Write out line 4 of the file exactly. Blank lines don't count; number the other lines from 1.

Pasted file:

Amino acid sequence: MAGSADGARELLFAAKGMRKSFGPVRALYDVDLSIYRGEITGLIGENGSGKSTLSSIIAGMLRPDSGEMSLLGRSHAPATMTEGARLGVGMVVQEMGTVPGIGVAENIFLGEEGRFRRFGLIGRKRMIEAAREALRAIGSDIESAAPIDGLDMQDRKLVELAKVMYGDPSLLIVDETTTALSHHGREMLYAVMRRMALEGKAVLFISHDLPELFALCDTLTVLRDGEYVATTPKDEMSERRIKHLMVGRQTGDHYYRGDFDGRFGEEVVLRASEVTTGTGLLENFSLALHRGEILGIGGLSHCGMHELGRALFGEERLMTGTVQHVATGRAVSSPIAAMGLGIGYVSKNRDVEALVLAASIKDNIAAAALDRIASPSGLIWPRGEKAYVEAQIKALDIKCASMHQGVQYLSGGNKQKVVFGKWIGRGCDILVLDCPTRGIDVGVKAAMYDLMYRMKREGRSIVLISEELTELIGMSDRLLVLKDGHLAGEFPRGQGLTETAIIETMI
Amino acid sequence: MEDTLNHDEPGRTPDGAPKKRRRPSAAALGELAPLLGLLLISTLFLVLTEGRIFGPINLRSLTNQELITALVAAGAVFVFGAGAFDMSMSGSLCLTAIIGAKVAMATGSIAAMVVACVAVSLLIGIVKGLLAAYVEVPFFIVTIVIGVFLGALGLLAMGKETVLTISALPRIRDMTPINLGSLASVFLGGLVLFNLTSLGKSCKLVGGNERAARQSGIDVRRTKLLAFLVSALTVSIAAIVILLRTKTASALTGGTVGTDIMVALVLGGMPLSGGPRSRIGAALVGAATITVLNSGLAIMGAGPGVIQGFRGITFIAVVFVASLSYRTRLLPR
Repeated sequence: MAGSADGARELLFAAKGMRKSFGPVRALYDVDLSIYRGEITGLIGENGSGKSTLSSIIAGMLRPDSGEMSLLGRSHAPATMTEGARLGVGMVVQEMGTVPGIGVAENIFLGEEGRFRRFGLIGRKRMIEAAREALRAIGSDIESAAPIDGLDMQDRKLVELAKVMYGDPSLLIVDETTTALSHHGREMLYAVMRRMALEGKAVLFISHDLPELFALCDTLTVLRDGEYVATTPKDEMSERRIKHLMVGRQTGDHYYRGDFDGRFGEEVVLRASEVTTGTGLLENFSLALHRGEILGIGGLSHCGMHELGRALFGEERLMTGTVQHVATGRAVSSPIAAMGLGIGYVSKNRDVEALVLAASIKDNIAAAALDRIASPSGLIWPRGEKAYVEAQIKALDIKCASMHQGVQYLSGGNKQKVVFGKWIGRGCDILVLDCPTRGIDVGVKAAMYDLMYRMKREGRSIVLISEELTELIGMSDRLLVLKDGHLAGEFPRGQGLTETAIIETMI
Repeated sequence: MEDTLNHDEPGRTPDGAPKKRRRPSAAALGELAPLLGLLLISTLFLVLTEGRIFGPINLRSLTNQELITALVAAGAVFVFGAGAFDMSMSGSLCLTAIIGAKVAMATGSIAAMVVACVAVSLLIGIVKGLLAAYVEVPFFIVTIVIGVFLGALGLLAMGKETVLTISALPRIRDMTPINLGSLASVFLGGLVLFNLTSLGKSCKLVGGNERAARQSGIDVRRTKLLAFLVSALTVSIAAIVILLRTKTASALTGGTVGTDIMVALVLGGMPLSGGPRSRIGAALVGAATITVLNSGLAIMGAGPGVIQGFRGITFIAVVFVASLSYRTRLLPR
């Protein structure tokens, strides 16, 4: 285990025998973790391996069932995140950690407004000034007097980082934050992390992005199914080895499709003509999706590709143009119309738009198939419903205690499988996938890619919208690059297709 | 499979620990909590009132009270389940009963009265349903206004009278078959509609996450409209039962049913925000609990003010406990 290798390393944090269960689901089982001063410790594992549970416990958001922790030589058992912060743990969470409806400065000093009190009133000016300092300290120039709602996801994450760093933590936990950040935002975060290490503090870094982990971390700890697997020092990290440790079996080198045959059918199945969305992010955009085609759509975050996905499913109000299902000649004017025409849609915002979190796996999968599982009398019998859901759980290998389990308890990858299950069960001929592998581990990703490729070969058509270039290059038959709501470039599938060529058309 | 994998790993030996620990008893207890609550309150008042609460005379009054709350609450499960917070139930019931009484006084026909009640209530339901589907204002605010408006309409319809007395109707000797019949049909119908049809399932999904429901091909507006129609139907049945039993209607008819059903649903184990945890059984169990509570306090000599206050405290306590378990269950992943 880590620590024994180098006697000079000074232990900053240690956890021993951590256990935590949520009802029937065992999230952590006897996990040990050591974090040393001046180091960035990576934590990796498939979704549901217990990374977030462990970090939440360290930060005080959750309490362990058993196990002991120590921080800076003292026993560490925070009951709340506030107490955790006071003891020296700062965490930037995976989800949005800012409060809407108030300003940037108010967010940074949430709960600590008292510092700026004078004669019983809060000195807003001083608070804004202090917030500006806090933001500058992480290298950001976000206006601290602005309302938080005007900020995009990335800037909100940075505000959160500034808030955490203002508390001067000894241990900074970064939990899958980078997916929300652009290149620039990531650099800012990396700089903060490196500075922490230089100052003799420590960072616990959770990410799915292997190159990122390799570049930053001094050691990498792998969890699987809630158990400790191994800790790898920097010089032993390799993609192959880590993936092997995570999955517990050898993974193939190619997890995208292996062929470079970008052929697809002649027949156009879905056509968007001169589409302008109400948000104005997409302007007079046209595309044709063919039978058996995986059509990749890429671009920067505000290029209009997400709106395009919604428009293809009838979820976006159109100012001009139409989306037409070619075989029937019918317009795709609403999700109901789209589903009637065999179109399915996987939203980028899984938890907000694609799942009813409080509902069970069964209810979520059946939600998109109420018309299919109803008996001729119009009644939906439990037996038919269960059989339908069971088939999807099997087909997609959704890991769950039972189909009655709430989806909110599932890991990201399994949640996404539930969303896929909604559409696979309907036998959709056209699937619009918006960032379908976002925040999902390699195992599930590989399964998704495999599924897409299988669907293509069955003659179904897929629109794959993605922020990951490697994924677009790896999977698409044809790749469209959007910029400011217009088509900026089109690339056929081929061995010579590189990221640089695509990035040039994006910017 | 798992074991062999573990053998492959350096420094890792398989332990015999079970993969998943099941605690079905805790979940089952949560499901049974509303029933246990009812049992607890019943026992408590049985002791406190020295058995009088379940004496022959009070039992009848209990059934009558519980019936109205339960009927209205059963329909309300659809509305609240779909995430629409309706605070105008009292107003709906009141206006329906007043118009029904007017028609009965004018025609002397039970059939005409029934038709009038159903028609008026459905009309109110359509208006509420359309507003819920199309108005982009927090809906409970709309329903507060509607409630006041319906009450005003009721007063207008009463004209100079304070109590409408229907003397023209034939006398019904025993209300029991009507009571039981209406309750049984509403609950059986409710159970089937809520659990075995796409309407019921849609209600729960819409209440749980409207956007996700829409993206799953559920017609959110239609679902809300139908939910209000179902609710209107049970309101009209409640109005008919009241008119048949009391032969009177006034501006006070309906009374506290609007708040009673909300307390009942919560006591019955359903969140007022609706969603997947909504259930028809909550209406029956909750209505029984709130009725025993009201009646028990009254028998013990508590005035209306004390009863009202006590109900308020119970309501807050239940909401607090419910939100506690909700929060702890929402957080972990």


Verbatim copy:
Repeated sequence: MEDTLNHDEPGRTPDGAPKKRRRPSAAALGELAPLLGLLLISTLFLVLTEGRIFGPINLRSLTNQELITALVAAGAVFVFGAGAFDMSMSGSLCLTAIIGAKVAMATGSIAAMVVACVAVSLLIGIVKGLLAAYVEVPFFIVTIVIGVFLGALGLLAMGKETVLTISALPRIRDMTPINLGSLASVFLGGLVLFNLTSLGKSCKLVGGNERAARQSGIDVRRTKLLAFLVSALTVSIAAIVILLRTKTASALTGGTVGTDIMVALVLGGMPLSGGPRSRIGAALVGAATITVLNSGLAIMGAGPGVIQGFRGITFIAVVFVASLSYRTRLLPR